A referendum on the euro is unlikely before the next election, mainly because Tony Blair, having survived a real risk to his premiership over the Iraq war, will not want to push his luck too far. But if the Prime Minister does gamble his future again, true Europeans must hope that he fails.
This is one of the paradoxes of the European debate in Britain. Among those who oppose British integration into the EU, few understand that the most likely effect of Britain remaining semi-detached will be to speed the evolution of something resembling a European state. Equally, those who fervently yearn for Britain to enter more closely into European institutions rarely grasp that in so doing, it would deform them and block the development of a European alternative to the Anglo-American model. Thus the boneheads in the Conservative Party who resist every move by Britain towards closer links with Continental Europe are aiding Euro-federalism, while the idealists who long for Britain to become a fully European country are weakening any prospect of Europe following a path of its own.
It is important that Europe should follow such a path. A chorus of earnest transatlantic voices tells us that it is dangerous for Europe and the United States to drift apart and that the trend should be resisted. They are wrong. The present world order, with its single dominant power, is unsustainable. Whatever the ambitions of the Bush administration, the US is ill-fitted - militarily, economically and culturally - for a global imperial role. A new multipolar world needs a more assertive Europe. Europeans and Americans will both be better off when they accept that the era of US hegemony is over.
To talk of the end of American hegemony in the aftermath of the Iraq war may seem paradoxical, but that war demonstrated the limits of American power. The military campaign in Iraq was a notable success, but it was conducted as it was because Turkey denied access to the American forces. The Turkish government did this despite huge economic incentives offered by the Americans. It had little choice. The war was so widely and deeply unpopular in Turkey that any other policy posed risks to the regime. There is a conceit in Washington that America can afford to ignore the voice of the street in Muslim countries. Turkey's stance shows that this is a delusion.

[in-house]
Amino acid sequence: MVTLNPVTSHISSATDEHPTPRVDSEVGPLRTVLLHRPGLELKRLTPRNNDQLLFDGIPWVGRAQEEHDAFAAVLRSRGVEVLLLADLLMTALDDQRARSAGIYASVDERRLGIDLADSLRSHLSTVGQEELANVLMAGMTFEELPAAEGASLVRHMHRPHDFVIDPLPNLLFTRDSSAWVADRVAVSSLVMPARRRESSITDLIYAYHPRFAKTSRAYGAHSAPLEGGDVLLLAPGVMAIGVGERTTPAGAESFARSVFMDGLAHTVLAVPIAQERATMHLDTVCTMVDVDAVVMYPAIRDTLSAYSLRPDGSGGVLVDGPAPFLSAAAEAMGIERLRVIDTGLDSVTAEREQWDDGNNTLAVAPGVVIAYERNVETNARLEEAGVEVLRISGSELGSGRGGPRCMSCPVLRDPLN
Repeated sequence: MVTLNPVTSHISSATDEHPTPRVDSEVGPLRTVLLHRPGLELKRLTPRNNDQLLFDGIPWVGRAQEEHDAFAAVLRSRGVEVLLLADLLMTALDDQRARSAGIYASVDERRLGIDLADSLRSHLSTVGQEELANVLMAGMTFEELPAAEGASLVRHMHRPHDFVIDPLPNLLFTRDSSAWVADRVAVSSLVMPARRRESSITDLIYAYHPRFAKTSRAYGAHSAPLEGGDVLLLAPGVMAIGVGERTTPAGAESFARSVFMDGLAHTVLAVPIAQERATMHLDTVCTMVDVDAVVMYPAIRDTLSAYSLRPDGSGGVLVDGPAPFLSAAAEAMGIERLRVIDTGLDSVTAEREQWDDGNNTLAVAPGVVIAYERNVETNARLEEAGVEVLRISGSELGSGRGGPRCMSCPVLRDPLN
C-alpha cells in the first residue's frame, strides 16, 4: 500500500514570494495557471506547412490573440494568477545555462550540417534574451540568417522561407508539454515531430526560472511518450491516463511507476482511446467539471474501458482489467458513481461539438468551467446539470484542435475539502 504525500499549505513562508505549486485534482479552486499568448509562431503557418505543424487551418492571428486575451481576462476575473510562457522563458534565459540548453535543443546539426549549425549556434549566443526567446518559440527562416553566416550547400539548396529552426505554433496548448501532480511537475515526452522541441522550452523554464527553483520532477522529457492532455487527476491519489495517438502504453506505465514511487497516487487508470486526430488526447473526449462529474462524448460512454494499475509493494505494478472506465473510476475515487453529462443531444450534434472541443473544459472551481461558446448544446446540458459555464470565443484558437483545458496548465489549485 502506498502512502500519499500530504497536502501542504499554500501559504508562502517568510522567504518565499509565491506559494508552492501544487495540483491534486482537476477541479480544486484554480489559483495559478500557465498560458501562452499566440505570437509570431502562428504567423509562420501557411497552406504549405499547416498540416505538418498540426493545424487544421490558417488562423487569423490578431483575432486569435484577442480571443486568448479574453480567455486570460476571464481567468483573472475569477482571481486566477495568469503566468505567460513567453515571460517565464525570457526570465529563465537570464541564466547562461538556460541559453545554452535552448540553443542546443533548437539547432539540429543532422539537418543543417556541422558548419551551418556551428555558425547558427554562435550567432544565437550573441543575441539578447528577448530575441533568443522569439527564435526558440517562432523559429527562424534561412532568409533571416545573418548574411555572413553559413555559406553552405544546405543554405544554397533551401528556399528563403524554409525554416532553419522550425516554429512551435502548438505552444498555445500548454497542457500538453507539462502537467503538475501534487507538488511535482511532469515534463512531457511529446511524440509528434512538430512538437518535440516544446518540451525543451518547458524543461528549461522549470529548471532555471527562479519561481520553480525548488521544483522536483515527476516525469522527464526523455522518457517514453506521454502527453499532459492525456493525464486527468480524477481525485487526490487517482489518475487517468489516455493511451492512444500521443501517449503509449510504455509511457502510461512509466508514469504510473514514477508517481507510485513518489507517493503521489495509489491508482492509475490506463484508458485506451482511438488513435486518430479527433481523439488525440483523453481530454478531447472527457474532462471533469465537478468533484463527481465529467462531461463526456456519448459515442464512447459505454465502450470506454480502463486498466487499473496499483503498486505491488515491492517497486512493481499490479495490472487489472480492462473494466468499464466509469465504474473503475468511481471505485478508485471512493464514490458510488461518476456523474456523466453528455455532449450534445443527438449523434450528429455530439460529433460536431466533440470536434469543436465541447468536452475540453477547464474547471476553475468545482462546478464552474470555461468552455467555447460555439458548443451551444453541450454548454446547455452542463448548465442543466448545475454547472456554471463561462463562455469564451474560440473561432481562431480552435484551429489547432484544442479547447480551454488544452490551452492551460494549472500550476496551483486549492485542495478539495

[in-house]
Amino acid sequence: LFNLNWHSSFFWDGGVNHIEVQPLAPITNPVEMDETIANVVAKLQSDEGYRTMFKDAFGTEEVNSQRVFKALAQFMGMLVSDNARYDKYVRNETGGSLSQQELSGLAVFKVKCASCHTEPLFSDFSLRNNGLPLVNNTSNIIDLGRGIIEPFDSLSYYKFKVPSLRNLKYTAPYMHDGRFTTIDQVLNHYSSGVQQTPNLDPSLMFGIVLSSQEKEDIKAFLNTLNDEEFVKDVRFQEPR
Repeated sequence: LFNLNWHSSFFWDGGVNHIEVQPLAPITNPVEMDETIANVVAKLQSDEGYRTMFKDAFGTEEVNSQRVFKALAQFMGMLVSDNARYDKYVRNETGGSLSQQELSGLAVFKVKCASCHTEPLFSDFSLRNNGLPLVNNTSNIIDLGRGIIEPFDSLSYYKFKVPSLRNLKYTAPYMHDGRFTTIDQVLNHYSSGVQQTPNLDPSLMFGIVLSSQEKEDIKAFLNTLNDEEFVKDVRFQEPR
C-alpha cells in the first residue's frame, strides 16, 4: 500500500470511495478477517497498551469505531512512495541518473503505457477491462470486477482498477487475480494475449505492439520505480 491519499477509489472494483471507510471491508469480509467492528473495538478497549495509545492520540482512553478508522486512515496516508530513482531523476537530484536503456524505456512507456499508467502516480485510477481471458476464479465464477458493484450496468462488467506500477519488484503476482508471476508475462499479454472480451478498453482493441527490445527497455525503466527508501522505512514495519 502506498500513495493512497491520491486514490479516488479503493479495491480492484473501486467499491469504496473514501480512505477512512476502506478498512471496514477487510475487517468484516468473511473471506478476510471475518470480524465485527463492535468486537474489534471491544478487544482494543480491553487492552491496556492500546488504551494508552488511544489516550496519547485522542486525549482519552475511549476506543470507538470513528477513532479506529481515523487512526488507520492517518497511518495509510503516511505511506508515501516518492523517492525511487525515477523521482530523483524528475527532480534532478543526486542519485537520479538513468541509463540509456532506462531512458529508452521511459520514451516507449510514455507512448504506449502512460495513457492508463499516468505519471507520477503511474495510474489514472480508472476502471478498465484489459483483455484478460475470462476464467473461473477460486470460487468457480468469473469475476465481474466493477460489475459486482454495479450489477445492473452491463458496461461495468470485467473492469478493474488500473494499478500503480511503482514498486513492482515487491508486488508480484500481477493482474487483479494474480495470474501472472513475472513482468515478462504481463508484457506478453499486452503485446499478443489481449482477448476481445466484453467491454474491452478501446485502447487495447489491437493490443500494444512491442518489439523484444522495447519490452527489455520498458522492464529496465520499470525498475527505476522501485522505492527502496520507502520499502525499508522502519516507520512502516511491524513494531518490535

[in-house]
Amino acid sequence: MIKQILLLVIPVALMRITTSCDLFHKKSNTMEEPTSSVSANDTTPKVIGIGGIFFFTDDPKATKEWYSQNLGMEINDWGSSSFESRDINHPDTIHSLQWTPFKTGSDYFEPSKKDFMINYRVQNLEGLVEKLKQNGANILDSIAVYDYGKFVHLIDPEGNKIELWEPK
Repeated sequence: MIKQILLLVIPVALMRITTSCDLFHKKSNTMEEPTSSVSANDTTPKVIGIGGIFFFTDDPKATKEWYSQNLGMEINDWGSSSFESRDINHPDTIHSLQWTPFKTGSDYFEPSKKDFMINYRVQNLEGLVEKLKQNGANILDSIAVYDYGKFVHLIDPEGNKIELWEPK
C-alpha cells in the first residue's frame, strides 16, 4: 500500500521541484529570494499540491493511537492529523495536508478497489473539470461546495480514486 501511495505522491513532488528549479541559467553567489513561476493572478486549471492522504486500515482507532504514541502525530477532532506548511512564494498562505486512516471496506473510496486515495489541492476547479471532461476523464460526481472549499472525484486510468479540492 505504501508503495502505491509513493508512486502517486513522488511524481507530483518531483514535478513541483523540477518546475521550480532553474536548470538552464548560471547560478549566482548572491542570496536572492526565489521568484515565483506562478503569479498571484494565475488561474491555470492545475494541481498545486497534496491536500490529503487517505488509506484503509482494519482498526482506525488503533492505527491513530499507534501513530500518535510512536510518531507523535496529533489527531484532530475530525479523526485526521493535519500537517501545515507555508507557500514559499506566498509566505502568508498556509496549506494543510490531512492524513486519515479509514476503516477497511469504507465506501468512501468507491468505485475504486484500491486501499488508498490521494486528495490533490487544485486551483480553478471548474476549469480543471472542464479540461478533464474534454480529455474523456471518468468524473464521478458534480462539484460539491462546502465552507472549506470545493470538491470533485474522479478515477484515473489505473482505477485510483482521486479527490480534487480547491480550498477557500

The limitations of America's military might are equally clear in the context of postwar Iraq. US policy was based on the conviction that the Iraqi majority wants something like western democracy. Aside from the heavily partisan speculation of some Iraqi exiles there was never much evidence for this belief and events since the war ended have shown it to be baseless. If Iraq's Shia majority wants democracy, it is of an Iranian-style theocratic type, not any western liberal variety. In destroying the Ba'athist state, the Americans not only toppled a brutal tyranny, they also demolished one of the Middle East's most long-standing secular regimes. It seems not to have occurred to them that in these circumstances power would pass to the mullahs. Just as in Europe after the First World War American enthusiasm for self-determination released the evil genie of ethnic nationalism, so today the neo-cons driving US policy in the Middle East are unleashing the suppressed power of radical Islam.